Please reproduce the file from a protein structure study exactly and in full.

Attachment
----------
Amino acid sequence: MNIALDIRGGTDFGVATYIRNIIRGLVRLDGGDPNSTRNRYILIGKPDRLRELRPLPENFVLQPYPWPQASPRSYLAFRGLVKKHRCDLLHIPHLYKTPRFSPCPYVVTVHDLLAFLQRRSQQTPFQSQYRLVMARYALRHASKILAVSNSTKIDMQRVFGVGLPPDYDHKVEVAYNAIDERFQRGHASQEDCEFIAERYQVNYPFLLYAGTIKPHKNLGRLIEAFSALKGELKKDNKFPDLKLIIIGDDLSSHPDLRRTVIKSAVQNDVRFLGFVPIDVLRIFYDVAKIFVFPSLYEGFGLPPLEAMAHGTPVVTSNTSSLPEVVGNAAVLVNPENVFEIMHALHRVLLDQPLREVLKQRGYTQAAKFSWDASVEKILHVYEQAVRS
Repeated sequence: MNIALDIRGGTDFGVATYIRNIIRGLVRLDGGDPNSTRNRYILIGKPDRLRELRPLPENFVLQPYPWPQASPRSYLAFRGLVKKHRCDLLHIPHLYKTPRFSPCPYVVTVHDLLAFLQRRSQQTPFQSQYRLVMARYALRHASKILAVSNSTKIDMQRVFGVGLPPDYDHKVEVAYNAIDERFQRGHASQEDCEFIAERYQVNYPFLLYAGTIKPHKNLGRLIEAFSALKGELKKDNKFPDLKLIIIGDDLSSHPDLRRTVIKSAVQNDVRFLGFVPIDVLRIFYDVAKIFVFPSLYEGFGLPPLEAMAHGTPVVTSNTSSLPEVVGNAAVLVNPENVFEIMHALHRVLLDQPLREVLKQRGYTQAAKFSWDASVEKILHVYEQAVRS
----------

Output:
Amino acid sequence: MNIALDIRGGTDFGVATYIRNIIRGLVRLDGGDPNSTRNRYILIGKPDRLRELRPLPENFVLQPYPWPQASPRSYLAFRGLVKKHRCDLLHIPHLYKTPRFSPCPYVVTVHDLLAFLQRRSQQTPFQSQYRLVMARYALRHASKILAVSNSTKIDMQRVFGVGLPPDYDHKVEVAYNAIDERFQRGHASQEDCEFIAERYQVNYPFLLYAGTIKPHKNLGRLIEAFSALKGELKKDNKFPDLKLIIIGDDLSSHPDLRRTVIKSAVQNDVRFLGFVPIDVLRIFYDVAKIFVFPSLYEGFGLPPLEAMAHGTPVVTSNTSSLPEVVGNAAVLVNPENVFEIMHALHRVLLDQPLREVLKQRGYTQAAKFSWDASVEKILHVYEQAVRS
Repeated sequence: MNIALDIRGGTDFGVATYIRNIIRGLVRLDGGDPNSTRNRYILIGKPDRLRELRPLPENFVLQPYPWPQASPRSYLAFRGLVKKHRCDLLHIPHLYKTPRFSPCPYVVTVHDLLAFLQRRSQQTPFQSQYRLVMARYALRHASKILAVSNSTKIDMQRVFGVGLPPDYDHKVEVAYNAIDERFQRGHASQEDCEFIAERYQVNYPFLLYAGTIKPHKNLGRLIEAFSALKGELKKDNKFPDLKLIIIGDDLSSHPDLRRTVIKSAVQNDVRFLGFVPIDVLRIFYDVAKIFVFPSLYEGFGLPPLEAMAHGTPVVTSNTSSLPEVVGNAAVLVNPENVFEIMHALHRVLLDQPLREVLKQRGYTQAAKFSWDASVEKILHVYEQAVRS